Solar leasing

Solar development has been a hot topic throughout Ohio this past year. There are many large solar developments in the state that are hundreds or thousands of acres in size. Locally, interest in solar development has been on a much smaller scale at under 100 acres.

These smaller solar projects are also commonly known as “community solar.” Most of the solar development projects are planned for private property, and a payment is made to the landowner from the solar company on a yearly basis. The lease agreement between the landowner and the solar company details the payment terms, length of the lease and special considerations unique to the property. Some of these lease payments can be quite large, or at least advertised with a larger dollar figure, which makes the option worth considering.

When it comes to solar development, size does matter. Larger solar projects, also known as utility-scale, must be approved by the Ohio Power Siting Board, which sets out regulations for development and decommissioning the project. The OPSB regulations provide a framework that landowners can use as a starting point in the development of the lease with the solar company. Smaller developments do not have the same level of oversight of the OPSB which can be good or bad. In theory, without the same level of OPSB oversight as larger developments smaller solar projects can be developed at a quicker rate. On the flip side, there can be a larger risk to the landowner.

If you have been approached by a solar development company to lease your property, you should not sign any agreement without first consulting with a lawyer. Your lease agreement will be your best course of action should something go wrong with the project. When discussing with your lawyer you should consider how will funds be set aside for the decommissioning process, payment terms, property access, any property tax payments that will need to be corrected, and a lot more. You should also read OSU’s Farmland Owner’s Guide to Solar Leasing. You can contact our office for a hard copy: 330-638-6738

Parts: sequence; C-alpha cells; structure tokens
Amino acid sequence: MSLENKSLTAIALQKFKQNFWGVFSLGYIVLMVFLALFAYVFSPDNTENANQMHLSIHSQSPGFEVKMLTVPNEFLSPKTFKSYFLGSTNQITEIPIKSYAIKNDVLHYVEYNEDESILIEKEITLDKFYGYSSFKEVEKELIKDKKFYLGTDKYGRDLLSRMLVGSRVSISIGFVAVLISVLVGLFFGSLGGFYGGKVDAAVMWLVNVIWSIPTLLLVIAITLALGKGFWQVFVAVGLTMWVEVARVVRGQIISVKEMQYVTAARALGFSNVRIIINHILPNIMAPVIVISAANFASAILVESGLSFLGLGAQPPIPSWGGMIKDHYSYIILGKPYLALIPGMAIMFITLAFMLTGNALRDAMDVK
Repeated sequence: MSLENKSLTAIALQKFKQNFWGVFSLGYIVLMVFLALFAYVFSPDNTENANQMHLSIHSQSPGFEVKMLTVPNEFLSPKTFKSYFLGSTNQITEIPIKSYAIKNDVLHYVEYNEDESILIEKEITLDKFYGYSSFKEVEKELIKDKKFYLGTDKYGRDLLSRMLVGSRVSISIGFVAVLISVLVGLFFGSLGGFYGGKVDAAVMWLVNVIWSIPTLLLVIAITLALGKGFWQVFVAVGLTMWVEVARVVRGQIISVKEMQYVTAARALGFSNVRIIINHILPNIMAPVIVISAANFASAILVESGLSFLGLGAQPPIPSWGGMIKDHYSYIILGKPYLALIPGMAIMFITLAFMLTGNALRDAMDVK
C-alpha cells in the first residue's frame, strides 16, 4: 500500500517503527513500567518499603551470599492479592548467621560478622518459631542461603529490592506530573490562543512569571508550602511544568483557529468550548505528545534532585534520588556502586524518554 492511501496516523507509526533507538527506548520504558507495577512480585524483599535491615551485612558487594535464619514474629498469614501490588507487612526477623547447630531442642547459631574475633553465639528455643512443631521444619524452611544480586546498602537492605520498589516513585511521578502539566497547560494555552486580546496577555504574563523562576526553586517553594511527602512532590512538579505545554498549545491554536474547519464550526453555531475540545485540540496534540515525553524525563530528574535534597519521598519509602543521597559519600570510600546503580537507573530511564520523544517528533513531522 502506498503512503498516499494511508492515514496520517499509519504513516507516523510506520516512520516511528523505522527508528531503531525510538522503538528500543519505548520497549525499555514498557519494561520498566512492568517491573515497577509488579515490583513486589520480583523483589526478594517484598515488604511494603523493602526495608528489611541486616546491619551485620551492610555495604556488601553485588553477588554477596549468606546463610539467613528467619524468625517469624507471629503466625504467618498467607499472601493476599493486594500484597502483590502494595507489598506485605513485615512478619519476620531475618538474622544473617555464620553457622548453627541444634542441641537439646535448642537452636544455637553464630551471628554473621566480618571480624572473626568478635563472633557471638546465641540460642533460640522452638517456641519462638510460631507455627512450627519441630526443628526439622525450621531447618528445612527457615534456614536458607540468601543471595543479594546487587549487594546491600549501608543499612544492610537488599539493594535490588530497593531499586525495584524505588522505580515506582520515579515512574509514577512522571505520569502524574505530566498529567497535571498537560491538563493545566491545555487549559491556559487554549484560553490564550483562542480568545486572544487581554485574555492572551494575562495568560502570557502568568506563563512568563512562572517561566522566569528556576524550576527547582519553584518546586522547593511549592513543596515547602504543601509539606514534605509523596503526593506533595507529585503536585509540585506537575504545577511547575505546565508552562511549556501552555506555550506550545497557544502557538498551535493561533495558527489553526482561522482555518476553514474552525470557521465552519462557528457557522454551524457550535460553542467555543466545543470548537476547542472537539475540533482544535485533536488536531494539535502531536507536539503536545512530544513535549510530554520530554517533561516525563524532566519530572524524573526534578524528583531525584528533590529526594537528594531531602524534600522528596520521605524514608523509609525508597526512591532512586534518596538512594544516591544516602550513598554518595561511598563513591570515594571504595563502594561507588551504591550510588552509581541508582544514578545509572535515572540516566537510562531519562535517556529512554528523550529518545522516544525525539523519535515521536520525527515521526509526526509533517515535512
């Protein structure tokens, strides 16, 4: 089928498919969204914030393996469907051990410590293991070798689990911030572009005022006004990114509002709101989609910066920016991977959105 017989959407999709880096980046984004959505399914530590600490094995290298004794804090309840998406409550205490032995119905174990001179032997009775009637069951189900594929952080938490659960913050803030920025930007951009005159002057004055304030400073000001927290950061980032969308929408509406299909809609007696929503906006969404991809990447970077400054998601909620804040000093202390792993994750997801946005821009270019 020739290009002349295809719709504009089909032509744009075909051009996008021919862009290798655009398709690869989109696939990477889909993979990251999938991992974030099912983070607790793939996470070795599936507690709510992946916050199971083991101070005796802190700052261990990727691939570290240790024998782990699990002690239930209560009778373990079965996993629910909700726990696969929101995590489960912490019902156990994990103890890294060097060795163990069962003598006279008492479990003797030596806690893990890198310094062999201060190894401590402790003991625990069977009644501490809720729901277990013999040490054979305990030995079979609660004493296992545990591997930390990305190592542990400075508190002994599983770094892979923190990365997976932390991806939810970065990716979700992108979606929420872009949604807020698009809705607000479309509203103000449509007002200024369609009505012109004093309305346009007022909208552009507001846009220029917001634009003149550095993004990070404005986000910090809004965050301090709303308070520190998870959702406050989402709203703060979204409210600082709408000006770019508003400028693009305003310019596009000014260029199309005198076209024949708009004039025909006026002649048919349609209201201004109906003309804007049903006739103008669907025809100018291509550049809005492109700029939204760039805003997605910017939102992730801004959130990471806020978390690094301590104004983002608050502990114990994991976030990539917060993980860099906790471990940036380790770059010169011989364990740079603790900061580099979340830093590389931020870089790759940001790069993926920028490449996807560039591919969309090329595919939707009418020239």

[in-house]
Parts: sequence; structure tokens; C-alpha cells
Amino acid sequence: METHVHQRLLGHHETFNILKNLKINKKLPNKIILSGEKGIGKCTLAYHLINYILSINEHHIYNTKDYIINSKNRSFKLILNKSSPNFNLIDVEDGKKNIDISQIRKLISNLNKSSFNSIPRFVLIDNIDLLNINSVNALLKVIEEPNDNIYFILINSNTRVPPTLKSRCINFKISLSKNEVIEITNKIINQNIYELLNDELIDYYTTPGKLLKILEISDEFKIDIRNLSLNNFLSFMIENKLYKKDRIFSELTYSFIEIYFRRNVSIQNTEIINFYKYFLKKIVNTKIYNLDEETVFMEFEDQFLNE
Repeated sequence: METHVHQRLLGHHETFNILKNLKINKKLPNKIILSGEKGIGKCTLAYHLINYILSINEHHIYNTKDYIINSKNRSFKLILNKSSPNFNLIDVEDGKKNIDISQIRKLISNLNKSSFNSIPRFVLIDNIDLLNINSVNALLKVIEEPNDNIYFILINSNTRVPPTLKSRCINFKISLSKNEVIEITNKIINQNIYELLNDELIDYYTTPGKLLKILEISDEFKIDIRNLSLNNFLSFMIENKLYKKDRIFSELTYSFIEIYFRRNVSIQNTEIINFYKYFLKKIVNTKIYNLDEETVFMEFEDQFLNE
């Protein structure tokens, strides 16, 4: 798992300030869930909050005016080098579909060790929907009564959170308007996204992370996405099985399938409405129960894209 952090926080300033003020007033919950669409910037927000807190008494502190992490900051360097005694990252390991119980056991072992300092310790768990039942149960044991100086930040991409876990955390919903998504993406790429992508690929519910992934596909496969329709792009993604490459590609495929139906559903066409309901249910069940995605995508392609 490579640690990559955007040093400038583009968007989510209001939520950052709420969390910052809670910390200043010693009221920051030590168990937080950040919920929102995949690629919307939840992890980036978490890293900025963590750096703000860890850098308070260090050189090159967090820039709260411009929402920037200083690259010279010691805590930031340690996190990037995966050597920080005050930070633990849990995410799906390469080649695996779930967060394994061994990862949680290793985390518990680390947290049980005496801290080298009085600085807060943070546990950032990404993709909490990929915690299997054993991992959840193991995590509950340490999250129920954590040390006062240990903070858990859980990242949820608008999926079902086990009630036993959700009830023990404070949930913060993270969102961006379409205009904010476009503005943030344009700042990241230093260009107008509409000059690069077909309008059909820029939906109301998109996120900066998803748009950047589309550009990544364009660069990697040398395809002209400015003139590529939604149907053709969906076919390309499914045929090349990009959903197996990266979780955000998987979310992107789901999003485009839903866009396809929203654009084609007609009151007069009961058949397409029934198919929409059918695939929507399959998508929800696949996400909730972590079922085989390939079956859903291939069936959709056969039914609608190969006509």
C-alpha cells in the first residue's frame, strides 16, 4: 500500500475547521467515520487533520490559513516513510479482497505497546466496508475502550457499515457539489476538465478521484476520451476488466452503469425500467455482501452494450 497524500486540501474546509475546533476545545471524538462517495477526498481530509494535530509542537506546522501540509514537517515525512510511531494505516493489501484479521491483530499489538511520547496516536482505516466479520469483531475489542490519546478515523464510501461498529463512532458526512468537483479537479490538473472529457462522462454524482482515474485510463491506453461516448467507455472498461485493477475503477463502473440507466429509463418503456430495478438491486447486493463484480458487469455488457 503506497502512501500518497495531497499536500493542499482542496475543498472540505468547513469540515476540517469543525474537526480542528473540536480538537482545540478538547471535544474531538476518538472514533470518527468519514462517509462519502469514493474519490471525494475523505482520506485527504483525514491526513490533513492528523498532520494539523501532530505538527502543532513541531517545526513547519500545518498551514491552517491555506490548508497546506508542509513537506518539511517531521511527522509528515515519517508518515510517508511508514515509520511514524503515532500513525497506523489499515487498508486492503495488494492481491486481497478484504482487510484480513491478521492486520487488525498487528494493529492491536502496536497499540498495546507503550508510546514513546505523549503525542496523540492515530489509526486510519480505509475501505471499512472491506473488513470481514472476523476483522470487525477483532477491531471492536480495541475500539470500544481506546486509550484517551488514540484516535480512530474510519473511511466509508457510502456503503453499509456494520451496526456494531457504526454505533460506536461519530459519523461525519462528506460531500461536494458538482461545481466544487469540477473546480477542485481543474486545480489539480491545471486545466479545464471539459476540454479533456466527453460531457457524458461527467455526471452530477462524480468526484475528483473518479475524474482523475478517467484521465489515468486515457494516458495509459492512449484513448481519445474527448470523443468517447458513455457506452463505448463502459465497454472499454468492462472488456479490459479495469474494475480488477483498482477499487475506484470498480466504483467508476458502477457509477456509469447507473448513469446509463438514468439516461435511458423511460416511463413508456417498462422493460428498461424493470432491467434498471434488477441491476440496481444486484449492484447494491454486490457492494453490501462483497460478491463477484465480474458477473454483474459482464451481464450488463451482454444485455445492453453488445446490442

Legal and financial considerations are relatively easy to resolve, but neighbor and community relationships can be more challenging. A quick internet search will show several examples of neighbor relationships being soured because of solar development. Even the solar panels at Kent State University at Trumbull caused some uproar on social media when they were installed. If good fences make good neighbors, I’m not sure if solar panels will have the same effect. Ohio H.B.501 recently gave zoning authority for solar projects over to local government, so the neighbor concerns may have a serious impact on development. Several large projects were recently denied because of community concerns.

When the solar panels are installed, there may be significant changes to your land that may not be easily reversed. If roads, concrete piers, or other excavation is required, you will see the scars on the land for generations. Despite best efforts to restore the land, it will never be as it is today. That is important to know if you plan for the land to stay in the family, especially if the plan is to return it to productive crop land. Just about any farmer can tell you where an old house foundation, railroad bed, tree line, or fence row used to be because of differences in crop yields.

If you are thinking about leasing your property for solar, make sure you understand the risks and benefits. The financial benefits can be significant, but so can the risks. OSU Extension has several resources available for solar leasing, and I would be happy to walk you through those resources if needed.

OSU Extension Trumbull County has several events planned for this winter. If you need your Ohio Fertilizer Applicator Certification, we will be hosting a three-hour certification session 6 to 9 p.m. on Feb. 22 at the office. The cost is $35 per person.

We will be partnering with Hartford Orchard again for our March Into Pruning program 9 to 11 a.m. March 4. During this class, you will learn how to prune fruit trees and get to practice on the trees at Hartford Orchard. The cost is $15 per person.

For questions on solar leasing or programs call 330-638-6783, visit, or follow OSU Extension Trumbull County on Facebook. Stay safe.

Submitted by Lee Beers, an Agriculture and Natural Resources Educator for OSU Extension – Trumbull County. He can be reached at 330-638-6738 or by email.


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